Although the advantages of being bilingual are numerous (see here), parents and educators are often worried that bilingual children will not know as many words as their monolingual peers. However much time one spends describing and justifying bilingualism (after all, half the world's population, if not more, is bilingual), the question keeps coming back is: But do bilingual children know as many words?
Dr. Barbara Zurer Pearson, a pioneering researcher in the field of childhood language acquisition, and her colleague Sylvia Fernández, studied this question in the 1990s. They examined the vocabulary development of English-Spanish bilingual children, aged between 8 and 30 months. They found that the rate and pace of development of the bilinguals' lexical knowledge were similar to those of monolingual children. In addition, the total vocabulary count of these children (taking into account both languages) was not different to that of the monolinguals, but their single language vocabularies were somewhat smaller. So we have known for some time that bilingual children do have as many words as their monolingual counterparts when both languages are taken into account but maybe not so when one examines only one language.
Almost twenty years later, a study by Diane Poulin-Dubois, Ellen Bialystok, Agnes Blaye, Alexandra Polonia and Jessica Yott, confirmed and extended this line of research. They compared the lexical development of two-year old monolingual and bilingual infants. One of the tasks used was similar to the Pearson and Fernández task; it is based on a vocabulary checklist that parents fill in and that measures a child's expressive vocabulary. They too found that the total vocabulary size obtained for the monolinguals and the bilinguals was not statistically different. As for the vocabulary size in the children's first language, it was once again smaller in the bilinguals than in the monolinguals.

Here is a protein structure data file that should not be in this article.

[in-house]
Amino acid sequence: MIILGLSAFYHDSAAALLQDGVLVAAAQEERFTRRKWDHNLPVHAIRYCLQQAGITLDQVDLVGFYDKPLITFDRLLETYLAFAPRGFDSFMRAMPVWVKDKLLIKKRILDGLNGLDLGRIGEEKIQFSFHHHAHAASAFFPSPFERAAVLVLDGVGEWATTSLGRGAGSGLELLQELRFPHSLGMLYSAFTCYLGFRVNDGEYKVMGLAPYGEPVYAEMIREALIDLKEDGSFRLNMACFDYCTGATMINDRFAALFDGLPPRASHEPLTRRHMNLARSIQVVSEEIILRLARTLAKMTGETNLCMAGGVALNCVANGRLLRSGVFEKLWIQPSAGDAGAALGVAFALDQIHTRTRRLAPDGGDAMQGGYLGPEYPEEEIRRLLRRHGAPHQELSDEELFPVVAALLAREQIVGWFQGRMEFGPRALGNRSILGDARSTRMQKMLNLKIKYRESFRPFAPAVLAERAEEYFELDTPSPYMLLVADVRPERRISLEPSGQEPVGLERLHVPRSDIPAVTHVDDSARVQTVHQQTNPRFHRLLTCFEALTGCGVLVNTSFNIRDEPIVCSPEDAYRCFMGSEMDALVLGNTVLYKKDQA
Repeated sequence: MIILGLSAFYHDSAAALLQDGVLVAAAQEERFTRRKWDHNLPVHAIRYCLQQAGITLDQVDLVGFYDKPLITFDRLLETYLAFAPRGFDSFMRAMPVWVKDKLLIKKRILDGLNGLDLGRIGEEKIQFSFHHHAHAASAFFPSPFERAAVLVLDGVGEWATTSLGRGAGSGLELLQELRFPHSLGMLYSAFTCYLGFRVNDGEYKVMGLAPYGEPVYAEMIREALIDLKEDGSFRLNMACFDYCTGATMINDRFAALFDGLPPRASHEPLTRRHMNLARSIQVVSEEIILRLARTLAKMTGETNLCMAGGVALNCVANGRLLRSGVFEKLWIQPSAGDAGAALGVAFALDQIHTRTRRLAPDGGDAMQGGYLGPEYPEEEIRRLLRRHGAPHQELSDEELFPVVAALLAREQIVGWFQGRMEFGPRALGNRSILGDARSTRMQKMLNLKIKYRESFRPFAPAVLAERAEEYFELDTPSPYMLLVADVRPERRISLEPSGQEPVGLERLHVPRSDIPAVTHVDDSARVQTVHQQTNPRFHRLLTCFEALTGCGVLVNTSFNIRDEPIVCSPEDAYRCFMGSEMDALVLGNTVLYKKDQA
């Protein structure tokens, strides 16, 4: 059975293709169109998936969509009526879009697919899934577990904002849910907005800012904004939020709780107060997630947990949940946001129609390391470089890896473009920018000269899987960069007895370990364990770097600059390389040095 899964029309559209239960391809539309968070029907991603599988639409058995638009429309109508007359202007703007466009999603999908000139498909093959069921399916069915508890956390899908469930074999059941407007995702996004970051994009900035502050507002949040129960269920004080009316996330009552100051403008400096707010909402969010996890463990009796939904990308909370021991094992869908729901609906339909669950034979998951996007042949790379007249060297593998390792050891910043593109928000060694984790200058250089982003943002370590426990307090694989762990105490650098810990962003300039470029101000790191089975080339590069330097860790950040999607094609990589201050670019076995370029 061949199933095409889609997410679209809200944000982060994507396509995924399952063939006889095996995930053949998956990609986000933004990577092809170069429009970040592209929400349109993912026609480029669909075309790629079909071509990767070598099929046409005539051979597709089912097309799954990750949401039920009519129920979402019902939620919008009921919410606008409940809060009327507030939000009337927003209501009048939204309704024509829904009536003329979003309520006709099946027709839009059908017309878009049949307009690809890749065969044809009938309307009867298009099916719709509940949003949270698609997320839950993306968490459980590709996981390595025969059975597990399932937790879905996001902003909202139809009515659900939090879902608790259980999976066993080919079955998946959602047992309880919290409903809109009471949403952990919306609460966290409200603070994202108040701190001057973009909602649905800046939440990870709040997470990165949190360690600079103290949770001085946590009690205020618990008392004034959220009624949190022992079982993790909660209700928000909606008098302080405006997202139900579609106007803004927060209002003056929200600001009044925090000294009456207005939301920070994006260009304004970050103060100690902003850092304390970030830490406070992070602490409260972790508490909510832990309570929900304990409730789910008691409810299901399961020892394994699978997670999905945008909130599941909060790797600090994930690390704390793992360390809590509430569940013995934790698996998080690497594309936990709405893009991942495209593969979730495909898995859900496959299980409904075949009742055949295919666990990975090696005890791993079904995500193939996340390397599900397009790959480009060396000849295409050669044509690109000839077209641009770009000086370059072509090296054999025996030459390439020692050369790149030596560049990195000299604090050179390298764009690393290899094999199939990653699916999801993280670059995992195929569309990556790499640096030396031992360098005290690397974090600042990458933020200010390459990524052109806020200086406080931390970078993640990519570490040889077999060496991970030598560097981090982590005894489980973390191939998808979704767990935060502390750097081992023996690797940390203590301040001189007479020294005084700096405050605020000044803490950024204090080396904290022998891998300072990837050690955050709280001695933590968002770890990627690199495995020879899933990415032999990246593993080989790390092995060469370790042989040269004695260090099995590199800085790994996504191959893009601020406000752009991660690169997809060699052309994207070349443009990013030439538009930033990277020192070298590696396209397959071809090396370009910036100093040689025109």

Diane Poulin-Dubois and her colleagues explained the fact that bilingual children have a smaller vocabulary in just one language in the following way: They are exposed to their languages in different environments and hence they may encounter specific items in a context where only one language is used. This decreases the number of words acquired in each language.
This explanation makes a lot of sense. In one of the very first posts I wrote for this blog, I stressed how important the functions of languages are in the life of bilinguals. They usually acquire and use their languages for different purposes, in different domains of life, with different people. Different aspects of life often require different languages. I have called this the complementarity principle (see here).
The principle accounts for many interesting phenomena in bilingualism such as the ultimate fluency one attains in a language (at least at the lexical level), automatic language behaviors such as counting and praying (often done in just one language), the need to switch languages when the "wrong language" is used, the difficulty bilinguals have with translating, and so on.